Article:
One of my earliest favorite directors, along with Hitchcock, Wilder, and John Frankenheimer, Blake Edwards has died. As a young teenager, after having seen “Days of Wine and Roses,” “The Pink Panther,” “A Shot in the Dark” and Experiment in Terror,” all in a short period of time, I noticed Blake Edwards name appeared in the credits of all these films. Hmm! Maybe I should start paying attention to who wrote and directed these films. It was the beginning of my lifelong obsession with films. While other directors have replaced Edwards in my pantheon he still holds a singular spot and fond remembrances.
Apparently back in 1947 Hollywood thought it was a good idea to release Christmas films in the middle of the year instead of the holiday season. In June of that year, two films were released within a week of each other. Both placed ads in the New York Times weeks before they opened as if it were a preliminary for the main bout. Who will grab the public’s imagination and more importantly their dollars? The two contenders were the now almost forgotten “It Happened on 5th Avenue” and a film that would become a perennial holiday classic, “Miracle on 34th Street.”
While the stories are different, the two films do have some similarities. Both take place in New York during the holiday season, both feature kindly cherubic older men and both spread philosophies, though very different, on the goodness of man. Continue reading →
Poor Robert Mitchum, how those sleepy bedroom eyes always seemed to get him in so much trouble with the ladies. In John Brahm’s “The Locket” he tossed himself out a window because of Lorraine Day, in “Out of the Past”, he had to go face to face with the wicked Jane Greer, while in “Where Danger Lives” he is a chump for Faith Domergue, and in “Angel Face” the porcelain gentile beauty of Jean Simmons sends both of them to a plunging death in Otto Preminger’s final film noir.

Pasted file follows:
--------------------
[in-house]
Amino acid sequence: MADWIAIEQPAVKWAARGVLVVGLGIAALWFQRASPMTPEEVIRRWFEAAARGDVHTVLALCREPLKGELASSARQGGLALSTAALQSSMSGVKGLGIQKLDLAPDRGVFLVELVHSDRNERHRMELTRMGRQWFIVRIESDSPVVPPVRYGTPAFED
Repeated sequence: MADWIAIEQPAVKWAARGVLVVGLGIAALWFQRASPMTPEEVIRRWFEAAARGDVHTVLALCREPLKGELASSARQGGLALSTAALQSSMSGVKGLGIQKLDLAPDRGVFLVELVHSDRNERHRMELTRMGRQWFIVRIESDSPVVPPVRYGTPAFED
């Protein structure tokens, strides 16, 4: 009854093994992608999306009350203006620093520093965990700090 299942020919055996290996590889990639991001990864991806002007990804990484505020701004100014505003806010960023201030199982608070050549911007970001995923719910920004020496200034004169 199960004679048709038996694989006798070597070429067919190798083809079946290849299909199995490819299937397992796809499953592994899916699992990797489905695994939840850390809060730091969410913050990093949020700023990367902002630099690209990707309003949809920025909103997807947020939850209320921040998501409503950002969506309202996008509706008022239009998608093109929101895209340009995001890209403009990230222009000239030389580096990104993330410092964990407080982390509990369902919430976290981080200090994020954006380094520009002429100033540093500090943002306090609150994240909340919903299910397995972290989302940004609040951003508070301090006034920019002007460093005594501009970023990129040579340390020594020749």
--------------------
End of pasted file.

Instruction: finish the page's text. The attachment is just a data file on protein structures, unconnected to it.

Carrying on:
“Angel Face” was late in the cycle of classic noir and at first glance seems to be a redundant rehash of everything that came before it, the male pawn, the deviant femme fatale, sexual obsession and snippets of incest; all common themes. Even the courtroom scene here it has been pointed out by various writers is a facsimile of the courtroom scene in “The Postman Always Rings Twice” to the extent that the prosecuting attorney in both films is portrayed by Leon Ames. Yet in watching this film, it yields many fine and unique elements beginning with a simmering dark perverse performance by Jean Simmons, one of her finest. Throughout the film, Simmon’s character Diane Tremayne remains a bleak, depressed, manipulative and seriously dangerous femme fatale deriving little pleasure from any of her actions. She’s a blank slate. In luring Mitchum’s chump ambulance driver, Frank Jessup into unknowingly conspiring in murder; she derives neither personal joy nor any odd sexual satisfaction. The film’s surprising and shocking ending reflects and confirms Diane’s determination for control even if the price of that power is death. It was one of the most daringly cynical endings ever be put on film up to that time. Continue reading →